If you’re responsible in part for posting content online … whether it’s on your website, or your brand’s Facebook page, or for writing database emails … I hope that from time to time, you’re checking it on different browsers.
Chrome, IE, Firefox, Safari, Opera … you don’t have to have all of them, but it helps to have a few. Personally, I check Firefox, Chrome and IE regularly to make sure that my stuff looks like I expect in all of them.
I also check my phone. Sometimes, it can be a real surprise how things look on your phone. I just ran into a situation lately with a mobile surprise. That got me started thinking about today’s topic: some low-maintenance, real-world mobile tips.
WHAT IF YOU DON’T HAVE A MOBILE WEB SITE?
Lots of online destinations aren’t optimized for phone use. If that’s your situation, you’re not out of luck. Here are a couple of things to think about.
- Generally speaking, most regular links will still work on a mobile device. Some special items … like videos, or feedback forms, may not. I recommend you go through and try your non-mobile site on your mobile phone … suck it up, and try out all the options … and see what works and doesn’t work. If there’s something important about your site that your mobile users just can’t access, think about changing it so they can.
- My gut sense is that even if it’s a little difficult to use your website on my phone, if you have the content I expect and will use, I will overlook the difficulty of using your site … to a point. If your site is full of things that have nothing to do with your brand, however, your visitors will likely be far less forgiving. So, make sure that when people visit your page, you’re really leading with brand-building stuff that will help your fans enjoy your brand.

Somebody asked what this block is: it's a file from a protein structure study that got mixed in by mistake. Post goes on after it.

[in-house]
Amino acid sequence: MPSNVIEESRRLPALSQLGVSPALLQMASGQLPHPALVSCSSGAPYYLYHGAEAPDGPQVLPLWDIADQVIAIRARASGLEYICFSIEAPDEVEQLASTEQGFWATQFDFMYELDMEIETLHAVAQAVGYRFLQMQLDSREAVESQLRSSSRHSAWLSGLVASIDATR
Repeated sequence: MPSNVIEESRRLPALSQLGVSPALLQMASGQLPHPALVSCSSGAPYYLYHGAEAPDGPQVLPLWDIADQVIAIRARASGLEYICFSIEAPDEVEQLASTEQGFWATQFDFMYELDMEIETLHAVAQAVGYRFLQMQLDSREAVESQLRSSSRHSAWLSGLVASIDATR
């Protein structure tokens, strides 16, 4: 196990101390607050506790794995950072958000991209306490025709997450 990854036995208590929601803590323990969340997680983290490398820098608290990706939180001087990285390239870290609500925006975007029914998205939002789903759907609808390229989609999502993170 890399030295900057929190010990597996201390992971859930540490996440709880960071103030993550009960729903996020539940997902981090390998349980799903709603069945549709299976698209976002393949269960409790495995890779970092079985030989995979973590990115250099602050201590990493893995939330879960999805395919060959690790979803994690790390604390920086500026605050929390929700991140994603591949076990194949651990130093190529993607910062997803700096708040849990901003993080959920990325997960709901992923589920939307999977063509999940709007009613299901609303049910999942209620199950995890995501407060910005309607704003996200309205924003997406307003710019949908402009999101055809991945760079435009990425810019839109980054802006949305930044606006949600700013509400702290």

MOBILE ON FACEBOOK
If you’ve never experienced Facebook on a mobile device, get ready. One look should convince you of how important it is to be brief.
Keep your posts both short and useful. Go with strong, branded content. Use smart links or eye-catching graphics These will keep your mobile fans much happier.
Just because you’re gonna send out an email doesn’t mean it’s time to start writing lots of copy. I’ve seen plenty of radio and TV database emails on my phone that were filled with graphics, lots of copy, and unorganized content. This is the sort of thing that ensures I don’t even try to make it through the full email.
If you write smartly for your mobile readers, your other recipients will appreciate it, too. Quick info bursts that link to online. A graphic or two that makes sense. Copy that really addresses the folks who love your brand. Who wants to plow through a lengthy, over-written email on any topic?